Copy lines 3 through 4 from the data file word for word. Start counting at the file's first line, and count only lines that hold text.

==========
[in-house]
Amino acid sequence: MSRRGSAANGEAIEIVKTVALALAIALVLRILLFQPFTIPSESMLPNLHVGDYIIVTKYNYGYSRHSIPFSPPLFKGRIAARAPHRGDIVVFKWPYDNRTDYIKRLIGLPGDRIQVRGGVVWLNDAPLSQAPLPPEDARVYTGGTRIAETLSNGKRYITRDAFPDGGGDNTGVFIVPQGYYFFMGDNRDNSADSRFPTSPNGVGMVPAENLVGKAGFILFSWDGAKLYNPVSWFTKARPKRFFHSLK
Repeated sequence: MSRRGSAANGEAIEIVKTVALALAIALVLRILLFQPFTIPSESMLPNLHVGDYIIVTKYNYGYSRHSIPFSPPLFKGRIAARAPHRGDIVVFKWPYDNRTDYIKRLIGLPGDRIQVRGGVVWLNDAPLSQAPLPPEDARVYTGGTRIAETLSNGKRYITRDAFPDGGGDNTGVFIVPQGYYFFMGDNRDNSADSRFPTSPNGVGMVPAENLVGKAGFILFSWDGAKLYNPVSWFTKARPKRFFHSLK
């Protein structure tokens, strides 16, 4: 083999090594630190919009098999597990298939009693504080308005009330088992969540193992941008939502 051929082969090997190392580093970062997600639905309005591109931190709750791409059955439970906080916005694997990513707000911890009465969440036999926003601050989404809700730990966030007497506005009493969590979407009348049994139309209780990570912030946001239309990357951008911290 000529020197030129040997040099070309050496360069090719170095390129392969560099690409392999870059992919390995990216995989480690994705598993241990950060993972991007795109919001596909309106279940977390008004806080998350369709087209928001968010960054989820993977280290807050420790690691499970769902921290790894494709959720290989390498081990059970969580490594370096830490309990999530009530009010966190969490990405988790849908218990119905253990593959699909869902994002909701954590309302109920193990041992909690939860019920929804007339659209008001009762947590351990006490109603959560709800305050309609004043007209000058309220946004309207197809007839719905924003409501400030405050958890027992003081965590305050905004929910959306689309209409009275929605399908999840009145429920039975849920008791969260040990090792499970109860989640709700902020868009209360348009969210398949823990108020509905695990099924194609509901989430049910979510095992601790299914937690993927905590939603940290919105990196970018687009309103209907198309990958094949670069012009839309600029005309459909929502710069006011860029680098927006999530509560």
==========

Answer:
Repeated sequence: MSRRGSAANGEAIEIVKTVALALAIALVLRILLFQPFTIPSESMLPNLHVGDYIIVTKYNYGYSRHSIPFSPPLFKGRIAARAPHRGDIVVFKWPYDNRTDYIKRLIGLPGDRIQVRGGVVWLNDAPLSQAPLPPEDARVYTGGTRIAETLSNGKRYITRDAFPDGGGDNTGVFIVPQGYYFFMGDNRDNSADSRFPTSPNGVGMVPAENLVGKAGFILFSWDGAKLYNPVSWFTKARPKRFFHSLK
């Protein structure tokens, strides 16, 4: 083999090594630190919009098999597990298939009693504080308005009330088992969540193992941008939502 051929082969090997190392580093970062997600639905309005591109931190709750791409059955439970906080916005694997990513707000911890009465969440036999926003601050989404809700730990966030007497506005009493969590979407009348049994139309209780990570912030946001239309990357951008911290 000529020197030129040997040099070309050496360069090719170095390129392969560099690409392999870059992919390995990216995989480690994705598993241990950060993972991007795109919001596909309106279940977390008004806080998350369709087209928001968010960054989820993977280290807050420790690691499970769902921290790894494709959720290989390498081990059970969580490594370096830490309990999530009530009010966190969490990405988790849908218990119905253990593959699909869902994002909701954590309302109920193990041992909690939860019920929804007339659209008001009762947590351990006490109603959560709800305050309609004043007209000058309220946004309207197809007839719905924003409501400030405050958890027992003081965590305050905004929910959306689309209409009275929605399908999840009145429920039975849920008791969260040990090792499970109860989640709700902020868009209360348009969210398949823990108020509905695990099924194609509901989430049910979510095992601790299914937690993927905590939603940290919105990196970018687009309103209907198309990958094949670069012009839309600029005309459909929502710069006011860029680098927006999530509560």